THIS is true liberty, when freeborn men, Having to advise the publick, may speak free; Which he who can, and will, deserves high praise: Who neither can, nor will, may hold his peace: What can be juster in a state than this?


'Tis you that say it, not I. You do the deeds, And your ungodly deeds find me the words.


THERE can be slain

No sacrifice to God more acceptable,
Than an unjust and wicked king.



Done into verse, 1653.

BLESS'D is the man who hath not walk'd astray
In counsel of the wicked, and in the way

Of sinners hath not stood, and in the seat
Of scorners hath not sat. But in the great
Jehovah's law is ever his delight,
And in his law he studies day and night.
He shall be as a tree, which planted grows
By watery streams, and in his season knows
To yield his fruit, and his leaf shall not fall;
And what he takes in hand shall prosper all.
Not so the wicked; but as chaff which fann'd
The wind drives, so the wicked shall not stand
In judgment, or abide their trial then,
Nor sinners in the assembly of just men.
For the Lord knows the upright way of the just,
And the way of bad men to ruin must.


Done August 8, 1653.

WHY do the Gentiles tumult, and the nations
Muse a vain thing, the kings of the earth upstand
With power, and princes in their congregations
Lay deep their plots together through each land
Against the Lord and his Messiah dear?

Let us break off, say they, by strength of hand
Their bonds, and cast from us, no more to wear,

Their twisted cords: He, who in heaven doth dwell, Shall laugh; the Lord shall scoff them; then, severe, Speak to them in his wrath, and in his fell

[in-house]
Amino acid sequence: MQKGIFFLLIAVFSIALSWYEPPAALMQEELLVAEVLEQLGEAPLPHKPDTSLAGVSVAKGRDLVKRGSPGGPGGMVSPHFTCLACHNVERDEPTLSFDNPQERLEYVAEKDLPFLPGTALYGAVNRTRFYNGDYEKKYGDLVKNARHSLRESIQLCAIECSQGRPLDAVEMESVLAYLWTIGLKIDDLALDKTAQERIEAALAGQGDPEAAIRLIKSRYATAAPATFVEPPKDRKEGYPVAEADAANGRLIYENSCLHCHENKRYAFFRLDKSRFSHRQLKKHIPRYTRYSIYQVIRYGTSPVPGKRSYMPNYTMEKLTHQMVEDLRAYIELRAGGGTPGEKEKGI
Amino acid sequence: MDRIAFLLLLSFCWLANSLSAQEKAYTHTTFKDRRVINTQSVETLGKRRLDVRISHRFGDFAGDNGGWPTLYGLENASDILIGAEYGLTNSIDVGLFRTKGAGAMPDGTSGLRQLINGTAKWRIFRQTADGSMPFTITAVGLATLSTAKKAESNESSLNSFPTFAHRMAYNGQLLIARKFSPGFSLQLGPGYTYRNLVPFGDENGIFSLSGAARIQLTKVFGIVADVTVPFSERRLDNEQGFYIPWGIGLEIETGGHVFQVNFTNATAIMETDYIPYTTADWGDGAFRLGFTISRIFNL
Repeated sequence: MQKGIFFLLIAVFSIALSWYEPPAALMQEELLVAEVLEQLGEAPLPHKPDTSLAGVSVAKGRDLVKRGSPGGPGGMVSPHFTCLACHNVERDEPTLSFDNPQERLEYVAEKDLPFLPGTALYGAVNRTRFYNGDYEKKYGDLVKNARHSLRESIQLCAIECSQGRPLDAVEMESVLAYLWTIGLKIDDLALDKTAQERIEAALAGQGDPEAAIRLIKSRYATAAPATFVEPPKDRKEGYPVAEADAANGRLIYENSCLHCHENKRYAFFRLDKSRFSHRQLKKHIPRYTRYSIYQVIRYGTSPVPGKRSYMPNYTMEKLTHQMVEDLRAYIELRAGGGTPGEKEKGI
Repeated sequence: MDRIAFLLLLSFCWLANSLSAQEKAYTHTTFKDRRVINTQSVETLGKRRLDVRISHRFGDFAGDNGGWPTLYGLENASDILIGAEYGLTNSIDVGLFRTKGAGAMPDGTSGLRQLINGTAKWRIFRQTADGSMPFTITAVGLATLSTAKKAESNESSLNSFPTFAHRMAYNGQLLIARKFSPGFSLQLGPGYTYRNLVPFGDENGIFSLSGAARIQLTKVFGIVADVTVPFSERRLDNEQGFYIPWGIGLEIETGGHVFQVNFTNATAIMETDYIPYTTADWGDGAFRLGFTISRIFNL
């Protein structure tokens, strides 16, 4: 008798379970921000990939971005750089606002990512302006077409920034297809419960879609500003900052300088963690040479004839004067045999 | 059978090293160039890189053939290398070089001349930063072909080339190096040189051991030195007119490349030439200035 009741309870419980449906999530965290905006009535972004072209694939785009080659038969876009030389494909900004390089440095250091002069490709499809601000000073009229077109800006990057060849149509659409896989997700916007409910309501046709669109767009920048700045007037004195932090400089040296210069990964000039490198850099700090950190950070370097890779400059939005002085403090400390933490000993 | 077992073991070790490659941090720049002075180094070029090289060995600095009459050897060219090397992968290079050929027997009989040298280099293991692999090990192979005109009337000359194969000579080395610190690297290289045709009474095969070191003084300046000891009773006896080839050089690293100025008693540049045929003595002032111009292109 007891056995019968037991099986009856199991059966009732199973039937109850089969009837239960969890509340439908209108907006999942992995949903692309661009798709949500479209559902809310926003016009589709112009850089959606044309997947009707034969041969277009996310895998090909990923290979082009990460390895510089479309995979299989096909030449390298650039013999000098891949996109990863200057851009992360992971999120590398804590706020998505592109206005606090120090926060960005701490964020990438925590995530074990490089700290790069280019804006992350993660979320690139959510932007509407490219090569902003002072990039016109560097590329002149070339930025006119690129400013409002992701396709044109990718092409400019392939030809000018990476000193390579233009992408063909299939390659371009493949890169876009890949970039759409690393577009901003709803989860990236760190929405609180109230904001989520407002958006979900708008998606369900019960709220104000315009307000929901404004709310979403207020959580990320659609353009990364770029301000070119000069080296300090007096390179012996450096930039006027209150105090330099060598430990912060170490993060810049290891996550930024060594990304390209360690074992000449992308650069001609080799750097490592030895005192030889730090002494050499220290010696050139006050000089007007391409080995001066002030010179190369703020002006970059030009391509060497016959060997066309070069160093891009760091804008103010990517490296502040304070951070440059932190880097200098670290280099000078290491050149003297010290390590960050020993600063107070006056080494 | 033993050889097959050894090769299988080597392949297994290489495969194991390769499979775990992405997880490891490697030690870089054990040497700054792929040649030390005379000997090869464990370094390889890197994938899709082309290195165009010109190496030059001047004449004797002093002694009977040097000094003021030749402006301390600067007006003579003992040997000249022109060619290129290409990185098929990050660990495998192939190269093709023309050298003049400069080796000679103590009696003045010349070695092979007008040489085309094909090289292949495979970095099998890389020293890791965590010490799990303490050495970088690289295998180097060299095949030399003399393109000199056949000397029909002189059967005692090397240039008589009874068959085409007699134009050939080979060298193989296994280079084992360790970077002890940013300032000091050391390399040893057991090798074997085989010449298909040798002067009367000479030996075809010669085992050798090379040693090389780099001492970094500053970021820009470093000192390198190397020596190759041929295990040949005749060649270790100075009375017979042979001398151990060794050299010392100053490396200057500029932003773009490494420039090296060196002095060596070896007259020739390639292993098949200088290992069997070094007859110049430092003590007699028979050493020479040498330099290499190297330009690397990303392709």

And fierce ire trouble them; but I, saith he,
Anointed have my King (though ye rebel)

On Sion, my holy hill. A firm decree

I will declare: the Lord to me hath said, Thou art my Son, I have begotten thee This day: ask of me, and the grant is made; As thy possession I on thee bestow

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The heathen; and, as thy conquest to be sway'd,

Earth's utmost bounds: them shalt thou bring full low
With iron sceptre bruised, and them disperse
Like to a potter's vessel shiver'd so.
And now be wise at length, ye kings averse;
Be taught, ye judges of the earth; with fear
Jehovah serve, and let your joy converse
With trembling: kiss the Son, lest he appear
In anger, and ye perish in the way,

If once his wrath take fire, like fuel sere.
Happy all those who have in him their stay!

PSALM III. August 9, 1653.

When he fled from Absalom.

LORD, how many are my foes!

How many those,

That in arms against me rise!
Many are they,

That of my life distrustfully thus say;
No help for him in God there lies.

But thou, Lord, art my shield, my glory,
Thee, through my story,

The exalter of my head I count:
Aloud I cried

Unto Jehovah: He full soon replied,
And heard me from his holy mount.
I lay and slept; I waked again;
For my sustain

Was the Lord. Of many millions
The populous rout

I fear not, though, encamping round about,
They pitch against me their pavilions.
Rise, Lord; save me, my God; for Thou
Hast smote ere now

On the cheek-bone all my foes;

Of men abhorr'd

Hast broke the teeth. This help was from the Lord; Thy blessing on thy people flows.

PSALM IV. August 10, 1653.

ANSWER me when I call, God of my righteousness; In straits, and in distress, Thou didst me disenthrall

And set at large; now spare,

Now pity me, and hear my earnest prayer.

14. My sustain. The verb used as a noun.